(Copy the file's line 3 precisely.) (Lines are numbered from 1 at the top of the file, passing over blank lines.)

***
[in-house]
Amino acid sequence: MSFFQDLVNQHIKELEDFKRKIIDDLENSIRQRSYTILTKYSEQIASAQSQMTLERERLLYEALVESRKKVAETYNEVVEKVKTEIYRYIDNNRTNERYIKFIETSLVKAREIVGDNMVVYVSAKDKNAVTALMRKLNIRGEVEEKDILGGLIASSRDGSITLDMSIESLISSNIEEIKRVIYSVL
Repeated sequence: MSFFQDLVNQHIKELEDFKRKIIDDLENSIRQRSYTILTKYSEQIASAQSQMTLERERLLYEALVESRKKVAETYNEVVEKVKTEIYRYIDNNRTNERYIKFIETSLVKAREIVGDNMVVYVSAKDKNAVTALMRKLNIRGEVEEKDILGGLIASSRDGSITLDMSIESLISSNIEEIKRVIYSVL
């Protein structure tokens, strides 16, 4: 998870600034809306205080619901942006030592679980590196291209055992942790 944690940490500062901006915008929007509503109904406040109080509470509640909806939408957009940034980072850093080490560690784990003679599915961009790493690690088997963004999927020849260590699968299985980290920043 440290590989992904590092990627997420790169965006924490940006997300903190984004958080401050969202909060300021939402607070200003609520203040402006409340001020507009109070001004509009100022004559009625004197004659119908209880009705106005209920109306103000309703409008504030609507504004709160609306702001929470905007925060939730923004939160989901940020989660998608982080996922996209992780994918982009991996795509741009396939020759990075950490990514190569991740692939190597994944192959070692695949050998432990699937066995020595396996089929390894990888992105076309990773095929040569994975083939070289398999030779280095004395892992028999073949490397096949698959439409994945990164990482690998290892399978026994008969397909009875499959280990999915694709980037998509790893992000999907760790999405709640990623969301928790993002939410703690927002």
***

Repeated sequence: MSFFQDLVNQHIKELEDFKRKIIDDLENSIRQRSYTILTKYSEQIASAQSQMTLERERLLYEALVESRKKVAETYNEVVEKVKTEIYRYIDNNRTNERYIKFIETSLVKAREIVGDNMVVYVSAKDKNAVTALMRKLNIRGEVEEKDILGGLIASSRDGSITLDMSIESLISSNIEEIKRVIYSVL